In 2021, sales of RVs were at a record-high as more people searched for options to travel involving the great outdoors. According to the RV Industry Association (RVIA), manufacturers shipped an astonishing 600,240 RVs last year, a 39% increase from the year prior. This year, however, RV owners are facing a new challenge: the rising cost of gas.
Gas prices are at an all-time high despite record profits from oil companies. Shell posted a record $9.1 billion in the first quarter of 2022, tripling their profit from the same period in 2021, while ExxonMobil made $9.3 billion in Q1, their biggest windfall in seven years. Meanwhile, oil companies receive $30 billion in taxpayer subsidies from the U.S. government.
Unfortunately, the profits are unlikely to trickle down to RV owners, who are forced to reckon with price shock at the pump. RVIA said that it is estimated that the typical RV owner drives 4,500 miles per year, amounting to a significant chunk of change considering fuel rates are at a national average of $4.97 per gallon right now, according to AAA, a 62% increase since one year ago.
The biggest Class A motorhomes only get about 8-10 mpg. The smallest RVs, Class B models, such as altered Sprinter vans, get 18-25 mpg. The RV enthusiast site Outdoor Miles surveyed 700 owners and learned that gas prices would impact 75% of them.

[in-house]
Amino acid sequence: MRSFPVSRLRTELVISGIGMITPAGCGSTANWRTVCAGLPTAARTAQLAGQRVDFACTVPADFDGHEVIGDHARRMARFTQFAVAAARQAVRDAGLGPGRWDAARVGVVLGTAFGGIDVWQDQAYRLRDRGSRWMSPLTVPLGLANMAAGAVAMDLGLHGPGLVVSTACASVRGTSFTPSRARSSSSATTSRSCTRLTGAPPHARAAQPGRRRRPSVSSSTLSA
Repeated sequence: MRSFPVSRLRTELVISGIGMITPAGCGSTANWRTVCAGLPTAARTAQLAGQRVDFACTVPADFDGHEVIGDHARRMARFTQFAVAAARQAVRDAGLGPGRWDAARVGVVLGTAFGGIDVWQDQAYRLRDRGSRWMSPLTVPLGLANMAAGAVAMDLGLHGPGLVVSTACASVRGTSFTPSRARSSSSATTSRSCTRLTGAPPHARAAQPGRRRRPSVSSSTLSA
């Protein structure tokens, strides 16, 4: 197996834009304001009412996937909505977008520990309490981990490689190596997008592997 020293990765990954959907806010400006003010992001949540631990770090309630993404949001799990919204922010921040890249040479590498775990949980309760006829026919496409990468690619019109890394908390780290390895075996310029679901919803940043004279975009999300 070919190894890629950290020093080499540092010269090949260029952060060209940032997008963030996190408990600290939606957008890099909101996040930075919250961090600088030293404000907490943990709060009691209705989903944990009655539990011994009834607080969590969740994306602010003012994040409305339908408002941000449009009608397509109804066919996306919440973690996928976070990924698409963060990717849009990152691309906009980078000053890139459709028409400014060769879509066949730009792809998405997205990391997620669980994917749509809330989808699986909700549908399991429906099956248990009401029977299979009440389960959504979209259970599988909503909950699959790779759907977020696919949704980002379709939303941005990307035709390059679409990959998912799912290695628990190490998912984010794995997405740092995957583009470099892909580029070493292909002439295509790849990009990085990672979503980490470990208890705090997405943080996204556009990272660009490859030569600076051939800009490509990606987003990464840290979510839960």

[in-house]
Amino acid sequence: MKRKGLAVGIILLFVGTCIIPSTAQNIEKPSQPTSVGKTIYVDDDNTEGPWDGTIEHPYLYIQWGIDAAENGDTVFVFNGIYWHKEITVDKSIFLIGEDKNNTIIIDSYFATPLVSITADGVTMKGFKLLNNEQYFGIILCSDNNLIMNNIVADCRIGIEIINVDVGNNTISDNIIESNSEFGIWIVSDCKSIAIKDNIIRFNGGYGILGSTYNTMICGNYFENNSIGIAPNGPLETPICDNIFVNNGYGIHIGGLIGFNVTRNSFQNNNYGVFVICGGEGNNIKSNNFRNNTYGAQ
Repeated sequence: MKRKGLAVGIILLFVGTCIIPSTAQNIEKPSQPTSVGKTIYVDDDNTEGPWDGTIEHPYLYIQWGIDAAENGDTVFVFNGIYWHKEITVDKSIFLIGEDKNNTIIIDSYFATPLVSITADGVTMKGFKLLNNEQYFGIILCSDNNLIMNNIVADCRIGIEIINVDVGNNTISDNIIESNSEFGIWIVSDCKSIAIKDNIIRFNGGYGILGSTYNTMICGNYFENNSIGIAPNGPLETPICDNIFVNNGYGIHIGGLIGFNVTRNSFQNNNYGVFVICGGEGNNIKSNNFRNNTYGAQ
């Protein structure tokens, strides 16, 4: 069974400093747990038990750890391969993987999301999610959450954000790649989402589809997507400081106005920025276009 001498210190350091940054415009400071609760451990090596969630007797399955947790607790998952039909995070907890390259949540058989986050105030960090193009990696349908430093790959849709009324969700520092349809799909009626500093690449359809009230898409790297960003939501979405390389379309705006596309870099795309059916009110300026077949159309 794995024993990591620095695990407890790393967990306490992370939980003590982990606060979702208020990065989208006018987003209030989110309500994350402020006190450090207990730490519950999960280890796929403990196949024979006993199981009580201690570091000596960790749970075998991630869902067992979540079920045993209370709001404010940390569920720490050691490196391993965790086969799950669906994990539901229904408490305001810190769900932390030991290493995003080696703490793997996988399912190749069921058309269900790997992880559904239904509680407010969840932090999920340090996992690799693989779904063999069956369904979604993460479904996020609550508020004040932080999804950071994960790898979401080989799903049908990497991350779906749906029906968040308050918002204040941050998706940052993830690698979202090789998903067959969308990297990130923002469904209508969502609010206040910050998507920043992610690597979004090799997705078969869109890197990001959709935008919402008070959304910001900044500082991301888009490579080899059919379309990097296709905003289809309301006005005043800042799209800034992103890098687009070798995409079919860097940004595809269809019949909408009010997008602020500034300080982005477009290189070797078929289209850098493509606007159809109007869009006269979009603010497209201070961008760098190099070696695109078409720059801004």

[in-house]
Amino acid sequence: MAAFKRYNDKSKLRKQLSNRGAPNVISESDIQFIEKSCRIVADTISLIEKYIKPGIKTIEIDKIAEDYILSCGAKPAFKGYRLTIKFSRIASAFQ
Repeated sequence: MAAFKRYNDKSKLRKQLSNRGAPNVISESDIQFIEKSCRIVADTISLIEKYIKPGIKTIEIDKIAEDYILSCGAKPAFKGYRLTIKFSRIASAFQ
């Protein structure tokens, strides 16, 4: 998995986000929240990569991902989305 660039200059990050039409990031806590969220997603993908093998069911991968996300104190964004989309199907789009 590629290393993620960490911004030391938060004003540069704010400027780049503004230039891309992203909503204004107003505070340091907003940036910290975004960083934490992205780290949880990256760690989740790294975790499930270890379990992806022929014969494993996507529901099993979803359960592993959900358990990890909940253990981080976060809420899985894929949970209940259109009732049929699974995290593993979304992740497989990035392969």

About 37% said they’d travel less, and 27% said they’d follow their plans but cut back elsewhere. One owner interviewed by WBTV said he’s stopped towing his own vehicle with his RV and will instead rent one when needed.
On the other hand, the study revealed that 24% of RV owners said that fuel prices do not affect their plans. RVIA reports that through April, the most recent month of data, year-to-date RV shipments in 2022 have thus far outpaced 2021 in every month.
Part of the issue could be that, as with cars, there was a shortage of RVs last year due to the tremendous demand. Outdoor Miles states that RV dealer inventories are 40% below normal, with some owners waiting a year to take delivery. Compared to 2019, there are now 4.4 million more households who own an RV.
“If someone recently bought an RV, they’re not going to just park it all summer,” said Kevin Long, CEO of camping app The Dyrt. “But maybe they’ll save that cross-country road trip of a lifetime for 2023.”
This article originally appeared on Yahoo! News.